Are red light cameras really just a hidden tax?
Across the country, more and more intersections are sporting cameras designed to catch vehicles running red lights and reduce traffic accidents.
In Ottawa, for instance, there are 33 red-light locations (it's a $325 fine) with 15 cameras on rotation.
The city decides when to rotate cameras based on road construction,
damaged camera housings and the number of crashes at the intersections.
But are these robotic photographers really up to the task of prevention or are they simply municipal fund generators? After all, the revenue isn't insignificant.
Which explains why local councillors are upset by being unable to collect on about 1,500 tickets because the violators were driving non-Ontario vehicles.
The most persistent argument in favour of red-light cameras is their "halo effect," a theory suggesting that motorists afraid of being ticketed will drive more safely everywhere.
And there are certainly studies that have report a significant drop in overall accidents since the implementation of the red light cameras. However, critics argue, rear end crashes increase at the same time.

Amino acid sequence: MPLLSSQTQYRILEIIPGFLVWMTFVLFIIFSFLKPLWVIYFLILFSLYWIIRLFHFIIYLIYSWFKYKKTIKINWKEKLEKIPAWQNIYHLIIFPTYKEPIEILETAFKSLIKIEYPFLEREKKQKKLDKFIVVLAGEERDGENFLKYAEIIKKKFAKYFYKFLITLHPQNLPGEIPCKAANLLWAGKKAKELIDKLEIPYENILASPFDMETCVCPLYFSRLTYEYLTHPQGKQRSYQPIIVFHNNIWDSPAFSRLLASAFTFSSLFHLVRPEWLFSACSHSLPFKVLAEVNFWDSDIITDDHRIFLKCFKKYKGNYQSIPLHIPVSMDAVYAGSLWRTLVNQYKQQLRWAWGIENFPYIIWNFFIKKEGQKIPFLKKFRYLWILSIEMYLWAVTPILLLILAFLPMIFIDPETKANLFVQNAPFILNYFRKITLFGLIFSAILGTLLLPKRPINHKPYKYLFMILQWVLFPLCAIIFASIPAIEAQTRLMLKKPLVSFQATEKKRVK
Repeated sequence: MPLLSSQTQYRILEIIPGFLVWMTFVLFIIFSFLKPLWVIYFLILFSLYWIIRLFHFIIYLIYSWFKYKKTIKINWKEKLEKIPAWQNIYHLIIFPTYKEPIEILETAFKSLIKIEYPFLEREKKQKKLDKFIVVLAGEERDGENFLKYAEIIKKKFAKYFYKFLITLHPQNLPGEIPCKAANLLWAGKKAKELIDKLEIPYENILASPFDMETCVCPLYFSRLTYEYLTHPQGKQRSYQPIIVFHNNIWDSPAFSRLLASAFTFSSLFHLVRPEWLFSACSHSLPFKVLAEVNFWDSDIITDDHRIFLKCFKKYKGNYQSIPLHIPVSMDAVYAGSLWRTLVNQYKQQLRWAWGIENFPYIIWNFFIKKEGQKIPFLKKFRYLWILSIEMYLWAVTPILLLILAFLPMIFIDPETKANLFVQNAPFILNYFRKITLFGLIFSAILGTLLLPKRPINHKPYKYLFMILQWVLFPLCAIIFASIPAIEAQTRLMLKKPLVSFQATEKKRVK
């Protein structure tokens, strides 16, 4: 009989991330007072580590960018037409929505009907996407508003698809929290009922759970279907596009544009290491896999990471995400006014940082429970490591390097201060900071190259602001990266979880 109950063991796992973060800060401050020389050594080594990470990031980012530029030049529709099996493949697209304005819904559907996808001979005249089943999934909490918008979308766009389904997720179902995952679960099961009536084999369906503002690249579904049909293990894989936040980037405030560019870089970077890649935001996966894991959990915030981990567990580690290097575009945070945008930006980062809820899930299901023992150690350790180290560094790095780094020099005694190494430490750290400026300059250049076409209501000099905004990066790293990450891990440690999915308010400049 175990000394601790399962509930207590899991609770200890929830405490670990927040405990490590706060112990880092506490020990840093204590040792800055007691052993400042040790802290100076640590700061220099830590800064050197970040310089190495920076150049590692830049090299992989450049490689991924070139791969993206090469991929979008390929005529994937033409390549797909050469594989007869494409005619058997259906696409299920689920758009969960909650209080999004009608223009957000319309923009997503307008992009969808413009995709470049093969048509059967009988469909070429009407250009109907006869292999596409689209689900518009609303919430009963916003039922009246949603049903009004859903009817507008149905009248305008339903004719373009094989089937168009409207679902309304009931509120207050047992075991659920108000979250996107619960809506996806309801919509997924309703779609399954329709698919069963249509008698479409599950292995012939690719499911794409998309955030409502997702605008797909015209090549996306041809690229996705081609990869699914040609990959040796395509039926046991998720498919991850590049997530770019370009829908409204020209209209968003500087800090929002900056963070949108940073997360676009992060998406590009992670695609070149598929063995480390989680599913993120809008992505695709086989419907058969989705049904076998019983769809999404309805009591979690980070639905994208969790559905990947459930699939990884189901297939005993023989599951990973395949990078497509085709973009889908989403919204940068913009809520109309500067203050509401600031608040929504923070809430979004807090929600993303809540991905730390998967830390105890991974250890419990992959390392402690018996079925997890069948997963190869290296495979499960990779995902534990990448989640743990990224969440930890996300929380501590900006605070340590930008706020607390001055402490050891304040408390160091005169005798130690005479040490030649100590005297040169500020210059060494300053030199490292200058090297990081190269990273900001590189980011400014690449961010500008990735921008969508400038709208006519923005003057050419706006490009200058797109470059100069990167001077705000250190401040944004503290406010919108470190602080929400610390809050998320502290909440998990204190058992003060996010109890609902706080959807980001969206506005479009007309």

Red light cameras do nothing more than unfairly “tax” by random selection and don't actually reduce traffic accidents, says one disgruntled driver.
What’s the problem, you ask? All cameras are announced by signs. Police officers don’t have to be at every corner. Red-light runners caught by camera lose no demerit points. Their fines ease taxpayers’ burden.
But some people still feel that the lights are rigged, prompting one California senator to introduce a bill which would prohibit cities or counties from using the cameras purely to raise cash, make it easier to get wrongfully issued tickets dismissed and eliminate so-called "snitch" tickets that threaten drivers with penalties based on sketchy information.
What do you think? Are red-light cameras an effective deterrent or are they simply another municipal money grab?
By Gordon Powers, MSN Money